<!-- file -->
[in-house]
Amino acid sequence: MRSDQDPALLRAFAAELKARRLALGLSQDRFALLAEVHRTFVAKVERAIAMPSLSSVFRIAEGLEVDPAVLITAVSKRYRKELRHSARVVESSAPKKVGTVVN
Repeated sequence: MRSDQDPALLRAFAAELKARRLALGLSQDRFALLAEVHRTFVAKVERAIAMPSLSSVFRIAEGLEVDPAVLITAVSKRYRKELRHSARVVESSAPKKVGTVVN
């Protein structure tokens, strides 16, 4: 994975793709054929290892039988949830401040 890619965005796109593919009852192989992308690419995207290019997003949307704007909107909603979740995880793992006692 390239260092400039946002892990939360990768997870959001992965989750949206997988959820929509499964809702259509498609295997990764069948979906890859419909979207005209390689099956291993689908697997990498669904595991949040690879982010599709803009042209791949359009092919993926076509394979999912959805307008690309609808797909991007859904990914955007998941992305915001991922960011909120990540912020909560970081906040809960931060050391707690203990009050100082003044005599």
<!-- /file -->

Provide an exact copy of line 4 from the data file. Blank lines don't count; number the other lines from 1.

């Protein structure tokens, strides 16, 4: 994975793709054929290892039988949830401040 890619965005796109593919009852192989992308690419995207290019997003949307704007909107909603979740995880793992006692 390239260092400039946002892990939360990768997870959001992965989750949206997988959820929509499964809702259509498609295997990764069948979906890859419909979207005209390689099956291993689908697997990498669904595991949040690879982010599709803009042209791949359009092919993926076509394979999912959805307008690309609808797909991007859904990914955007998941992305915001991922960011909120990540912020909560970081906040809960931060050391707690203990009050100082003044005599």